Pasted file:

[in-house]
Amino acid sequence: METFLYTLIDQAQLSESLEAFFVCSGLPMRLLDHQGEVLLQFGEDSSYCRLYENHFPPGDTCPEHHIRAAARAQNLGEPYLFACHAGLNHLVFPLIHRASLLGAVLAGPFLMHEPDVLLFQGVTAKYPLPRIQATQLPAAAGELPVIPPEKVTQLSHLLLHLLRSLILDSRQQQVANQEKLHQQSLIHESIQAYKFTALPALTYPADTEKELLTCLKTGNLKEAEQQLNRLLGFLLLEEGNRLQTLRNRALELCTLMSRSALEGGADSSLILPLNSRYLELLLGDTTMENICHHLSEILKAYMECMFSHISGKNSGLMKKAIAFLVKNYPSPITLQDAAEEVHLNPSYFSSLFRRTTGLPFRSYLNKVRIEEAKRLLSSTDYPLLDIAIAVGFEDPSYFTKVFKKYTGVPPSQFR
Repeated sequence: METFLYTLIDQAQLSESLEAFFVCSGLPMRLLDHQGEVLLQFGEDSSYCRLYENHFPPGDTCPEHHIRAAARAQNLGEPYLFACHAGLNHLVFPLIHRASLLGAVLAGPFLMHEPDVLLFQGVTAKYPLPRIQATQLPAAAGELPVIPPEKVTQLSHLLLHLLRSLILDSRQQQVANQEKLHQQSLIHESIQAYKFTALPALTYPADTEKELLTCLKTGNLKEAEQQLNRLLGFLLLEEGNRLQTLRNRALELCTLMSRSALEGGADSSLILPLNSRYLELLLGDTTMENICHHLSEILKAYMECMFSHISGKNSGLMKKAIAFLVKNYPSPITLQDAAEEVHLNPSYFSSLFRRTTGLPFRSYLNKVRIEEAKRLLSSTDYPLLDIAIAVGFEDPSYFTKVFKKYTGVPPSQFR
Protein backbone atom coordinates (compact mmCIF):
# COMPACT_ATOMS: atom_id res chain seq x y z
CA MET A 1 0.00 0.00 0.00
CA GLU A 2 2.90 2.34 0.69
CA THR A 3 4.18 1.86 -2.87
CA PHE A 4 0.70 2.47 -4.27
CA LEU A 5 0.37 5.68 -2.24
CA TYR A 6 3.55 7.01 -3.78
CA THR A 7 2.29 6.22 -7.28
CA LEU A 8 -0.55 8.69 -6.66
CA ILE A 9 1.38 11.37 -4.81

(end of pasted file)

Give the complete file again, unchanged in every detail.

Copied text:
[in-house]
Amino acid sequence: METFLYTLIDQAQLSESLEAFFVCSGLPMRLLDHQGEVLLQFGEDSSYCRLYENHFPPGDTCPEHHIRAAARAQNLGEPYLFACHAGLNHLVFPLIHRASLLGAVLAGPFLMHEPDVLLFQGVTAKYPLPRIQATQLPAAAGELPVIPPEKVTQLSHLLLHLLRSLILDSRQQQVANQEKLHQQSLIHESIQAYKFTALPALTYPADTEKELLTCLKTGNLKEAEQQLNRLLGFLLLEEGNRLQTLRNRALELCTLMSRSALEGGADSSLILPLNSRYLELLLGDTTMENICHHLSEILKAYMECMFSHISGKNSGLMKKAIAFLVKNYPSPITLQDAAEEVHLNPSYFSSLFRRTTGLPFRSYLNKVRIEEAKRLLSSTDYPLLDIAIAVGFEDPSYFTKVFKKYTGVPPSQFR
Repeated sequence: METFLYTLIDQAQLSESLEAFFVCSGLPMRLLDHQGEVLLQFGEDSSYCRLYENHFPPGDTCPEHHIRAAARAQNLGEPYLFACHAGLNHLVFPLIHRASLLGAVLAGPFLMHEPDVLLFQGVTAKYPLPRIQATQLPAAAGELPVIPPEKVTQLSHLLLHLLRSLILDSRQQQVANQEKLHQQSLIHESIQAYKFTALPALTYPADTEKELLTCLKTGNLKEAEQQLNRLLGFLLLEEGNRLQTLRNRALELCTLMSRSALEGGADSSLILPLNSRYLELLLGDTTMENICHHLSEILKAYMECMFSHISGKNSGLMKKAIAFLVKNYPSPITLQDAAEEVHLNPSYFSSLFRRTTGLPFRSYLNKVRIEEAKRLLSSTDYPLLDIAIAVGFEDPSYFTKVFKKYTGVPPSQFR
Protein backbone atom coordinates (compact mmCIF):
# COMPACT_ATOMS: atom_id res chain seq x y z
CA MET A 1 0.00 0.00 0.00
CA GLU A 2 2.90 2.34 0.69
CA THR A 3 4.18 1.86 -2.87
CA PHE A 4 0.70 2.47 -4.27
CA LEU A 5 0.37 5.68 -2.24
CA TYR A 6 3.55 7.01 -3.78
CA THR A 7 2.29 6.22 -7.28
CA LEU A 8 -0.55 8.69 -6.66
CA ILE A 9 1.38 11.37 -4.81